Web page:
A family in Cabell County not only has a new home to call their own, they also are saving hundreds of dollars each month in utility costs—thanks to the local Habitat for Humanity’s plan to make each of its homes energy-efficient.
The latest home, a four-bedroom, two-bath tucked on a hillside in a quiet Barboursville neighborhood, features all Energy Star-rated windows and appliances. Those include the dishwasher, refrigerator and a front-loading, high-efficiency washer and dryer. Every light fixture uses compact fluorescent light bulbs.
“This family of two adults and four children was previously paying approximately $1110 per month in rent, electric, gas and other utilities,” says Dave Michael, executive director for Huntington WV Area Habitat for Humanity. “Now they’ll be paying around a $325 mortgage and less than $100 for electricity.”
Moving families into homes like these was a goal of Huntington WV Area Habitat for Humanity back in 2008. That’s when the group started its foundation in energy efficiency.
“We changed our wall system to go to a 2 x 6 exterior wall, with sheet rock on the inside, except we use R-19 insulation in the wall, 7/16th inch sheeting, half-inch Dow blue board and vinyl siding,” Michael says. “It gave us a larger cavity to put more insulation in the walls. It’s more soundproof and it’s also provided a much tighter envelope. We’re able to put an additional two inches of insulation in the wall.”
Huntington WV Area Habitat’s houses now also have a conditioned crawl space. This doesn’t allow air penetration through the foundation walls, except from the crawl space door, which is tightly sealed.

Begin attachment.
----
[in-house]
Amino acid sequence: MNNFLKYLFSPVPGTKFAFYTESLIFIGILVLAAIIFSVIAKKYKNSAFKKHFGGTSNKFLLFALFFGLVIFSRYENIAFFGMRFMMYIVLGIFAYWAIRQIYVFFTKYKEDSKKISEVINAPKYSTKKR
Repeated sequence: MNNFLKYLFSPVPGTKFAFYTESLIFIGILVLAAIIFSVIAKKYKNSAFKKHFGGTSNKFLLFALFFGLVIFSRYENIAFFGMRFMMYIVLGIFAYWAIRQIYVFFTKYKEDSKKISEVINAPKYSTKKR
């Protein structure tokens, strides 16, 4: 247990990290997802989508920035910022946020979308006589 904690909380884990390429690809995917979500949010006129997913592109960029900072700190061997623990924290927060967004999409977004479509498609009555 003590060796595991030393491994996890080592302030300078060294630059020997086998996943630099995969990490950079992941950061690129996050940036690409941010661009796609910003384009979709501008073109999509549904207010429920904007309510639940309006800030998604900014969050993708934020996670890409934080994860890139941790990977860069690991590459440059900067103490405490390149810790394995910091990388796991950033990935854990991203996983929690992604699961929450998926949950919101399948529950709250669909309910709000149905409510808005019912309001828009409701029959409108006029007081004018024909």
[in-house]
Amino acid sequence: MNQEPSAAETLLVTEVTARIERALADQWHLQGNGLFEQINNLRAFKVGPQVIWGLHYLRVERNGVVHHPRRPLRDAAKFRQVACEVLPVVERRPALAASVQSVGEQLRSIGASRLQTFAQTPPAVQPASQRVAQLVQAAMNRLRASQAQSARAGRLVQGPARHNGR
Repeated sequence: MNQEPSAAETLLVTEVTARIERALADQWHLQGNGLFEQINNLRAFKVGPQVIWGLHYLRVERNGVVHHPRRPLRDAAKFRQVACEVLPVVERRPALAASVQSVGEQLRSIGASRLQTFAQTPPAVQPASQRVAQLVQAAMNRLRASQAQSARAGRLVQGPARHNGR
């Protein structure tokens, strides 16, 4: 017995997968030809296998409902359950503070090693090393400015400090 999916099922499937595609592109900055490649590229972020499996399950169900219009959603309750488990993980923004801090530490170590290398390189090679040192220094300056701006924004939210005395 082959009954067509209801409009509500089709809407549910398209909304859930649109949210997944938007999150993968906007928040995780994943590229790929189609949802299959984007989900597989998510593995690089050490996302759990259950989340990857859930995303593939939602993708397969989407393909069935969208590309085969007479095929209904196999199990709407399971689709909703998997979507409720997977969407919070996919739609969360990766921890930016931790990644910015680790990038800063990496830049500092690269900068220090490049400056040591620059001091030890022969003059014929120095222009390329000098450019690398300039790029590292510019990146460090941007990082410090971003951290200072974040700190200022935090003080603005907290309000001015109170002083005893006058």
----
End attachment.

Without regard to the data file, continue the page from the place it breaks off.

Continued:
“If you look at a traditionally constructed house with a foundation like we had before, they all had block vents,” Michael says. “You close those in the winter to keep the cold air out, or at least as much of it as you can. In the spring you open them back up to allow air to flow under the house, and avoid air and mold issues under the house. We’ve done away with block vents and now we put all the ductwork for the HVAC system under the floors. That’s what keeps that space conditioned and heats and cools as the seasons change. It shouldn’t allow for any air penetration under the house at all. And, if the duct work should leak, the space where the leakage occurs allows the house to absorb the heated or cooled air. We have done away with floor insulation as a result of the conditioned crawl space. That was a cost savings for us, and we pass along those savings to our homeowners.”
Another change in Huntington WV Area Habitat houses is the inclusion of a raised heel truss.
“That’s a truss that comes to a peak over the eave of the house,” Michael says. “Houses have a plate added to the trusses that raises them about eight inches. The amount of insulation that is in the center of the house is now what goes across to the exterior walls of the house. The thickness of the insulation is consistent, wall-to-wall. We have R-38 insulation in the ceilings of all our houses. “
New constructions also include more caulking where the ceiling meets the drywall.